Senate kills Bellows bill to protect taxpayer dollars from bogus privatization schemes
AUGUSTA — Majority Republicans in the Maine Senate on Monday voted on party lines to kill a bill by Sen. Shenna Bellows, D-Manchester, that would have safeguarded taxpayer dollars by tightening requirements on privatization of existing state services.
Three Republicans — Sens. Scott Cyrway of Benton, Lisa Keim of Dixfield and Tom Saviello of Wilton — voted with their party to oppose the legislation despite signing on as co-sponsors when the bill was introduced.
“Privatization can be a sensible policy for the provision of important public services, but it can also be an unnecessary and ineffective arrangement that costs taxpayer dollars and hinders the public good,” said Sen. Bellows. “This vote is a real disappointment. Mainers deserve to know that if the state is going to privatize important public services, the end result actually benefits the people of Maine and not just the bottom line of private contractors.”
The bill — LD 213, “An Act to Protect Taxpayers in the Privatization of State Services” — was modelled on a successful law that’s been on the books in Massachusetts for 25 years. The bill would have required contractors to meet several criteria proving that privatization is in the public interest before receiving a contract to perform duties previously handled by state employees.
Those criteria are: maintenance of the same or better quality of service; reduced cost to the taxpayer, including potential tax revenue changes as a result of privatization; and a proven track record of compliance with state and federal health and safety laws.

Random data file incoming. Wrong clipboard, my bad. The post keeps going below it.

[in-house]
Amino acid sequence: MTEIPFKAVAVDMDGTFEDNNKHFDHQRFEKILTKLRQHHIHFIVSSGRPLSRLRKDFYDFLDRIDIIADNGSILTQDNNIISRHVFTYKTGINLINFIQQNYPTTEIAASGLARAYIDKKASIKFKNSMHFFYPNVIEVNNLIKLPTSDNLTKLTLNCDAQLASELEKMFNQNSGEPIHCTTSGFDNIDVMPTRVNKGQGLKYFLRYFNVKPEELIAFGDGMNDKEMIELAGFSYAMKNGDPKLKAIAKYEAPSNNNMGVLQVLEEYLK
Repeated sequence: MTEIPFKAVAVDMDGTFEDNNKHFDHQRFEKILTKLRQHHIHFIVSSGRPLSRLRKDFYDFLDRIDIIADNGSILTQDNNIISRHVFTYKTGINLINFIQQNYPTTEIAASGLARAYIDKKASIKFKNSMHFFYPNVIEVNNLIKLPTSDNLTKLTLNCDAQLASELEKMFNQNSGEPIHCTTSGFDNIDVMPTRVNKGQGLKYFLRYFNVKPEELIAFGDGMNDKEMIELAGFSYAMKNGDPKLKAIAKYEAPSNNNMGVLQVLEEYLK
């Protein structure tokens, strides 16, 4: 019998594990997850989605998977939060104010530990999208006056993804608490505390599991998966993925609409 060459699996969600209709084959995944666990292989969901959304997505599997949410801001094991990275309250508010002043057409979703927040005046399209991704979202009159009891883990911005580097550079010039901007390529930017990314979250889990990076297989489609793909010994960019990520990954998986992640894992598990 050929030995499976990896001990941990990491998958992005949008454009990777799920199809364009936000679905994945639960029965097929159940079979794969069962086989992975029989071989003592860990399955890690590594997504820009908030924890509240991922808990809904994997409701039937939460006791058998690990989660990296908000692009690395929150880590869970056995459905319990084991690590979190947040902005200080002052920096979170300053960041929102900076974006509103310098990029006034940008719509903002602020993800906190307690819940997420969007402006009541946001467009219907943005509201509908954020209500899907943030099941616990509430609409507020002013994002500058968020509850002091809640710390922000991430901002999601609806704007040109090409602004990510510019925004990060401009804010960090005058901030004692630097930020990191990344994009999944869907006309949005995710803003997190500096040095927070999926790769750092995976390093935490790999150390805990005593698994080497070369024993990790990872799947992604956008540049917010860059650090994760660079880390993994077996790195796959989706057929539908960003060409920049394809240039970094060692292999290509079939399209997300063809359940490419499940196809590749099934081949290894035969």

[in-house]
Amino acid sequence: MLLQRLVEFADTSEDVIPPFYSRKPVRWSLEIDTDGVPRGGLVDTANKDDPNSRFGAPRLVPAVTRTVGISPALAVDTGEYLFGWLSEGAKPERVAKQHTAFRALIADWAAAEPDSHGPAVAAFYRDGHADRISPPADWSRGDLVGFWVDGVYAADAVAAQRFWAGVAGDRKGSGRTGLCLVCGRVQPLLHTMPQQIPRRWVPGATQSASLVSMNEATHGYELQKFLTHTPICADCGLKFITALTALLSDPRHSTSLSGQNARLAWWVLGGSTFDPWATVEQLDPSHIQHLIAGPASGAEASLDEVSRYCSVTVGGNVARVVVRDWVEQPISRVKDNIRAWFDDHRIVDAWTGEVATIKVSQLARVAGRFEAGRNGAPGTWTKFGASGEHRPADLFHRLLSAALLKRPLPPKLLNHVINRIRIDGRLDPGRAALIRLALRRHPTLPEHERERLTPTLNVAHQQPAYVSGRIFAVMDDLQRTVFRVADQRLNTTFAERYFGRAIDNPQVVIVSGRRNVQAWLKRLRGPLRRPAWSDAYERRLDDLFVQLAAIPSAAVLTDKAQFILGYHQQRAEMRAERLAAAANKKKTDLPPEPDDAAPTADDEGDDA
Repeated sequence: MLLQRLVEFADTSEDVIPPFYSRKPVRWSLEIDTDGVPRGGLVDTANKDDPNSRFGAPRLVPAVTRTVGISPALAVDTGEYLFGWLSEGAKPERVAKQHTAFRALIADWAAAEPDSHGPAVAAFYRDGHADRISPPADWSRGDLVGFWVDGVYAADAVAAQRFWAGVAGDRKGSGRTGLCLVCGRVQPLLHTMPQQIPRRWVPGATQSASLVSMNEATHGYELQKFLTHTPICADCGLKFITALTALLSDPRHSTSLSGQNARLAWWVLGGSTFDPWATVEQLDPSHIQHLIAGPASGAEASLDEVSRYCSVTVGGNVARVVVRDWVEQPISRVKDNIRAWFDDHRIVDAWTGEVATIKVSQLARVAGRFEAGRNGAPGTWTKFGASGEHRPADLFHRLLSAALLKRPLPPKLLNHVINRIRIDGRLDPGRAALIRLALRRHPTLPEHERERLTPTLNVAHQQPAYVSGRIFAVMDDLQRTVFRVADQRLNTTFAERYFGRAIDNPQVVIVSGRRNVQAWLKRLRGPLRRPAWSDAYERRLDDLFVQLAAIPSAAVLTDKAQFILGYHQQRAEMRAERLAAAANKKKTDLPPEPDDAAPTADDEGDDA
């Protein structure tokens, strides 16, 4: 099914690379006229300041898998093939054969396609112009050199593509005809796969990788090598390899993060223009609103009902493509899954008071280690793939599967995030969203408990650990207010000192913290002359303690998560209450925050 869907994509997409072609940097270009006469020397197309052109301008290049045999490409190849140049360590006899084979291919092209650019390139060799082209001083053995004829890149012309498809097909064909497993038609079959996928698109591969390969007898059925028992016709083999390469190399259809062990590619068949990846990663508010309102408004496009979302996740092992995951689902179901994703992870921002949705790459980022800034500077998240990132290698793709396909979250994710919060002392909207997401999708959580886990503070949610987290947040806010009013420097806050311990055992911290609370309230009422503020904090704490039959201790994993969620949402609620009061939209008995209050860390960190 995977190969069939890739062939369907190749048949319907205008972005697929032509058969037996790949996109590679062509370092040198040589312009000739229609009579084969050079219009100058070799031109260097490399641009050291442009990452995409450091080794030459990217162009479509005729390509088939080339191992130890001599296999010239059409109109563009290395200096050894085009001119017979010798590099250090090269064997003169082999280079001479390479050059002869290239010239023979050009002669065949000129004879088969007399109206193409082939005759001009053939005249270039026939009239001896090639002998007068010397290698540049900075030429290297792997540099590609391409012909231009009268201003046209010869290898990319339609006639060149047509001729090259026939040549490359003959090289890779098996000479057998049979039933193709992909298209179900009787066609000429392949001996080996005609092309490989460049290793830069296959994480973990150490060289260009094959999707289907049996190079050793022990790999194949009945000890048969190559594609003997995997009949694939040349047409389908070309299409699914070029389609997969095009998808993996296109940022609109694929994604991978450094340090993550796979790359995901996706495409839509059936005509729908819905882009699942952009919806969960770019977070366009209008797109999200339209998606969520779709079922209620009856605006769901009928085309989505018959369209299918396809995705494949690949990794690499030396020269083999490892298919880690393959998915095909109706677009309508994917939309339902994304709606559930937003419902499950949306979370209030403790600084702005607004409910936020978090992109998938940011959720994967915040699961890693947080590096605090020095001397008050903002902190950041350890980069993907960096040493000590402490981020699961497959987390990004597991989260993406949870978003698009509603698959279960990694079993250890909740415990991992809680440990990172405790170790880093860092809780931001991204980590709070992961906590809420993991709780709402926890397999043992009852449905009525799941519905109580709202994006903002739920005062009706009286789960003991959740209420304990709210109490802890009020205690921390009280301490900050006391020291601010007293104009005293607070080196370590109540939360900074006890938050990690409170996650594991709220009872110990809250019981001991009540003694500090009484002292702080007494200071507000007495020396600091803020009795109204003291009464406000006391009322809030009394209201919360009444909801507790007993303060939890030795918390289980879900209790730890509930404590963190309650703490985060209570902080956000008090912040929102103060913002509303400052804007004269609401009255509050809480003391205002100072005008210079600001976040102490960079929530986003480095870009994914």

Sen. Bellows submitted the bill after several high-profile problems with the provision of state services by private contractors.
For example, the state outsourced a bridge painting job in Portland to a firm that didn’t understand lead paint removal, resulting in significant site contamination and increased cleanup costs to the state and the taxpayers and an environmental and health hazard. It also awarded an out-of-state company with a contract to operate the state’s largest and most heavily trafficked drawbridge, which had been operated by state employees for years.
The contract saved zero dollars for Maine taxpayers, and the company immediately advertised job openings stating “no experience required.” Lastly, the state outsourced the administration of several welfare programs to an out-of-state company that has been sued at least a dozen times in state and federal court in less than five years for workplace discrimination, wage, disability and personal injury disputes. Oversight of the contract will cost the state more money that maintaining the service in-house.
The bill now goes to the House of Representatives for an initial vote.